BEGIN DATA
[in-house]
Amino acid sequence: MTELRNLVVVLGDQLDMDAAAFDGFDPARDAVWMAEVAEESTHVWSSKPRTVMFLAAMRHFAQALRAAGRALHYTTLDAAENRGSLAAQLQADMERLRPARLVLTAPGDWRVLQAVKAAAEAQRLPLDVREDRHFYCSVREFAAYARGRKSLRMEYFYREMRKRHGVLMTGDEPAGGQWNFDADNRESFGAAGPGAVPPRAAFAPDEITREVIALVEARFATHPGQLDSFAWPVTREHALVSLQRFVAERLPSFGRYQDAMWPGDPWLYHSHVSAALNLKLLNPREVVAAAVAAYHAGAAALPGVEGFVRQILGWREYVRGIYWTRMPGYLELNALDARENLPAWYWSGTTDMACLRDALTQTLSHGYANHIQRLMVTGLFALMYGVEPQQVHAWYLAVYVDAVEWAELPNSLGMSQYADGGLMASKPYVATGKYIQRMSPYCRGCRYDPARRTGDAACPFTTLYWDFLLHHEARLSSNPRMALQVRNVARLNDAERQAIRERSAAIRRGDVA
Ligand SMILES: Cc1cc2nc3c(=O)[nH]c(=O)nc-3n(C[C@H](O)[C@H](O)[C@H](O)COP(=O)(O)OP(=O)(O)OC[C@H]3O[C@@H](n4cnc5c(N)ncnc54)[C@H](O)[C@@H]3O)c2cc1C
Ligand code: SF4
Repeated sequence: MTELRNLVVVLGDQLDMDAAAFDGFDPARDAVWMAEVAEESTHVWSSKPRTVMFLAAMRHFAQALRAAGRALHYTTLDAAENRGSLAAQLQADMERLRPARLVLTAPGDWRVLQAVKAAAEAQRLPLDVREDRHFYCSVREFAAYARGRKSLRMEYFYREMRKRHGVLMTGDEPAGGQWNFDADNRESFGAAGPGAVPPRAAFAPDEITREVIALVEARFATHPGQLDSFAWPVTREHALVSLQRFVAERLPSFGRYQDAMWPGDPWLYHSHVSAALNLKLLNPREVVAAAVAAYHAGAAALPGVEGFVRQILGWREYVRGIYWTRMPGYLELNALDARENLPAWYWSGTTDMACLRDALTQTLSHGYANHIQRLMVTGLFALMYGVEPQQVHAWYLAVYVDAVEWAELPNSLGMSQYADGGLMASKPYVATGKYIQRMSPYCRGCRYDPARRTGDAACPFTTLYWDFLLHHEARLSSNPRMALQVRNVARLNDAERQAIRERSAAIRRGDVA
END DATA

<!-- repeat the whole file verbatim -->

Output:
[in-house]
Amino acid sequence: MTELRNLVVVLGDQLDMDAAAFDGFDPARDAVWMAEVAEESTHVWSSKPRTVMFLAAMRHFAQALRAAGRALHYTTLDAAENRGSLAAQLQADMERLRPARLVLTAPGDWRVLQAVKAAAEAQRLPLDVREDRHFYCSVREFAAYARGRKSLRMEYFYREMRKRHGVLMTGDEPAGGQWNFDADNRESFGAAGPGAVPPRAAFAPDEITREVIALVEARFATHPGQLDSFAWPVTREHALVSLQRFVAERLPSFGRYQDAMWPGDPWLYHSHVSAALNLKLLNPREVVAAAVAAYHAGAAALPGVEGFVRQILGWREYVRGIYWTRMPGYLELNALDARENLPAWYWSGTTDMACLRDALTQTLSHGYANHIQRLMVTGLFALMYGVEPQQVHAWYLAVYVDAVEWAELPNSLGMSQYADGGLMASKPYVATGKYIQRMSPYCRGCRYDPARRTGDAACPFTTLYWDFLLHHEARLSSNPRMALQVRNVARLNDAERQAIRERSAAIRRGDVA
Ligand SMILES: Cc1cc2nc3c(=O)[nH]c(=O)nc-3n(C[C@H](O)[C@H](O)[C@H](O)COP(=O)(O)OP(=O)(O)OC[C@H]3O[C@@H](n4cnc5c(N)ncnc54)[C@H](O)[C@@H]3O)c2cc1C
Ligand code: SF4
Repeated sequence: MTELRNLVVVLGDQLDMDAAAFDGFDPARDAVWMAEVAEESTHVWSSKPRTVMFLAAMRHFAQALRAAGRALHYTTLDAAENRGSLAAQLQADMERLRPARLVLTAPGDWRVLQAVKAAAEAQRLPLDVREDRHFYCSVREFAAYARGRKSLRMEYFYREMRKRHGVLMTGDEPAGGQWNFDADNRESFGAAGPGAVPPRAAFAPDEITREVIALVEARFATHPGQLDSFAWPVTREHALVSLQRFVAERLPSFGRYQDAMWPGDPWLYHSHVSAALNLKLLNPREVVAAAVAAYHAGAAALPGVEGFVRQILGWREYVRGIYWTRMPGYLELNALDARENLPAWYWSGTTDMACLRDALTQTLSHGYANHIQRLMVTGLFALMYGVEPQQVHAWYLAVYVDAVEWAELPNSLGMSQYADGGLMASKPYVATGKYIQRMSPYCRGCRYDPARRTGDAACPFTTLYWDFLLHHEARLSSNPRMALQVRNVARLNDAERQAIRERSAAIRRGDVA